Theory: Redefining Success

The idea/theory of success is one of those abstractions that I seem to lack the ability to grasp——every time I think I have got it I come around to the realization that I do not get it. Certain people label me as successful while others label me as its opposite. The thing is I believe myself to be simultaneously successful and unsuccessful. This state of opposites renders that I am neither successful nor unsuccessful. However, when I hear and read about how some others perceive success, it often translates as an extension of the want disease. The case of going on in the dark, pretending all is visible. So I have come up with my own success theory. A theory because I know now that I may wake up tomorrow and see things differently. Under this theory, success is the state reached where one is not burdened with either the desire to succeed nor the fear of failing. A state where one is not afraid of making mistakes nor anxious about making something brilliant. Where mistakes are necessities——instruments of enlightenment. Where one relinquishes control and self emanates. Success then is the ability to know to expect everything with enthusiasm. Where pain is merely the peripheral of joy. Where the time given one is more than enough. 

My definition of success has much to do with the environment which nurtured me. And much to do with a life long rebellion against competing with others, rather than with myself. Chances are I am a happy loser and this here is a defensive opinion. But here is the thing, I have met individuals who are labeled successful and all they exude is cold emptiness.  They seem slaves to the clock and the epitome of busyness——guardians of the success scam——slaves who lack the ability to do anything but to keep the lie brewing. 

The thing is I have always found competition annoyingly unfair: we are not the same, we have not the same advantages nor disadvantages hence it makes little sense to run the same marathon. Often when the idea of competition comes to mind, I think of my junior high school years. When one’s grade was posted along that of the entire class——over a hundred or so students——on a blackboard placed in the school yard for all to see. The brilliant students floating atop, amongst whom I was not; the dimwits sinking to the bottom, amongst whom I was absent. I did, for some time, long to be one of the bright students, who were incredibly popular——owing to that zeitgeist of Ghanaian school culture which makes intelligence very attractive. No one wanted anything to do with the dimwits, who, though, not idiots, were reduced to such cruel labels because they were at a disadvantage in a rote educational school system.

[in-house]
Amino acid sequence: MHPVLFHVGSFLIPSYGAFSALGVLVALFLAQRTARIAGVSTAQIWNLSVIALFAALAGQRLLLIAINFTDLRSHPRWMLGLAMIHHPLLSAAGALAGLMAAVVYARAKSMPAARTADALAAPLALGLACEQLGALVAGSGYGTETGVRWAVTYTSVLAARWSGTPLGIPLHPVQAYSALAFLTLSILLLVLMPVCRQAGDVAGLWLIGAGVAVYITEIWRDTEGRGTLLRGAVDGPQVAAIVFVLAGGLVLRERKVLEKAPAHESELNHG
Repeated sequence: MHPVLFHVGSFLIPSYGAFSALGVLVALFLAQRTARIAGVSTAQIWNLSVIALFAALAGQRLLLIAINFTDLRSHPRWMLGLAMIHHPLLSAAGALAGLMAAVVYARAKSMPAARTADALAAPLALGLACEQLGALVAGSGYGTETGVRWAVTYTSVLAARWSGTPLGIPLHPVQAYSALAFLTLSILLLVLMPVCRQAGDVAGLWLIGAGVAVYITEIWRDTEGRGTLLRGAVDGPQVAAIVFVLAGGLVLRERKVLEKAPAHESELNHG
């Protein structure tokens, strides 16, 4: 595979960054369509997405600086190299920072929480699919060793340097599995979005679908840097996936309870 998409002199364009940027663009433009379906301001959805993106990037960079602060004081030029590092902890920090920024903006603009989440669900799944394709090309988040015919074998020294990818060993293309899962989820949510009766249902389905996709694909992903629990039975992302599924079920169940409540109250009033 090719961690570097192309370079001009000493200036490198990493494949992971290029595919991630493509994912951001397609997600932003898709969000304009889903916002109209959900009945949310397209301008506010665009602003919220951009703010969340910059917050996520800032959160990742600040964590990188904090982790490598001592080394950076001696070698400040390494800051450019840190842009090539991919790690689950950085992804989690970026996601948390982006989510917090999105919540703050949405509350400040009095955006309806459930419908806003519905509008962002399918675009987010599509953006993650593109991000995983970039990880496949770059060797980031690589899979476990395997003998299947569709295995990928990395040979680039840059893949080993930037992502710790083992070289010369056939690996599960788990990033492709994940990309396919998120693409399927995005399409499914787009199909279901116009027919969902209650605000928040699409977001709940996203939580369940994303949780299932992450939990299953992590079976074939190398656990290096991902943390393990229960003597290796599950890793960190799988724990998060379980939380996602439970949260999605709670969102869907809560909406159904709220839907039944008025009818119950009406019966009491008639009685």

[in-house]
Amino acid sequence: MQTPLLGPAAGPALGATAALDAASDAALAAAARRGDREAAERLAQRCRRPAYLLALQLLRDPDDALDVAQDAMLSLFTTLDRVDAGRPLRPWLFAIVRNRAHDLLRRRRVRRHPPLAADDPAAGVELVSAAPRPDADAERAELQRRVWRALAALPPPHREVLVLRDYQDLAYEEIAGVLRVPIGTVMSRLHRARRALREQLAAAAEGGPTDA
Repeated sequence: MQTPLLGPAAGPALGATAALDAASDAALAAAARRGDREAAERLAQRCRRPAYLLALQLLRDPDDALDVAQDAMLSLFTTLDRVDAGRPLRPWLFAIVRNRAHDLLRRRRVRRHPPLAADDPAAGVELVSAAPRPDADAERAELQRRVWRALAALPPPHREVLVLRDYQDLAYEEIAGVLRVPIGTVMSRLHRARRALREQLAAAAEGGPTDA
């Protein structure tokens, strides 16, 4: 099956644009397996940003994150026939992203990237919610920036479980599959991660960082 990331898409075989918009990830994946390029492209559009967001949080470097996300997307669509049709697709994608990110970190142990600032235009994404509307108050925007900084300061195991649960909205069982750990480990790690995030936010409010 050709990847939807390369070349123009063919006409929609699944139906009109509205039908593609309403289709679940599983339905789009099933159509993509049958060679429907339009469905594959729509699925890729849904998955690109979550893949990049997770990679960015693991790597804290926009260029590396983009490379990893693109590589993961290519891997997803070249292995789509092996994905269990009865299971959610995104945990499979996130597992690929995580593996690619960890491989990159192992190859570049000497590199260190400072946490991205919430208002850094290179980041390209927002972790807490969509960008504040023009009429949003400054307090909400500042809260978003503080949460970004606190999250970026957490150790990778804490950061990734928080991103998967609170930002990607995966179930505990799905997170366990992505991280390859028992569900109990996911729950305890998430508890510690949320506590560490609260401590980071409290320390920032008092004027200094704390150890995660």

Success defined as excelling in something, or accomplishing something of merit, or rising to a state of peer appreciation/envy makes very little sense. First of all, these states of merit are often not an individual definition but that of a community which is foreign to itself and knows absolutely nothing about the individual: people who possibly live as if the corporeal is all there is in existence. It can be rationalized, everything under the sun can be rationalized. But that does not mean there is any genuine worth in competing for these time sensitive accolades. The cost is too high and the product quite unsatisfactory. Perhaps someday it shall make more sense to me. Although in truth I am afraid of waking up to wanting something so seemingly trivial. 

Here is what I mean, why become something other than what you already are? Especially when the only thing one has to be is what one is? That is one's only assignment in life is self-excavation, i.e. the best one can discover. To be successful then is to work on boring down through the layers to self. And where is the place of superiority in this? Where everyone is different yet equal in the eyes of truth? One  may argue that in a sense one never accomplishes anything, that all we are, are lucky——albeit ungraciously so. 

Hence success is when you feel no need/want to accomplish anything. Success is when your worth is not measured in relation to how much more or less others have in comparison to you. Success is how much of yourself you get to discover. It is how much time you allow truth to visit with you. Success is the courage to face yourself. It means that you know your worth as skin between toes is everything worth celebrating; everything worth being grateful for. Success is the metamorphosis of rock to diamond: one gives up, trustingly, and it happens, wonderfully and beautifully, to one.

Jane A. Odartey


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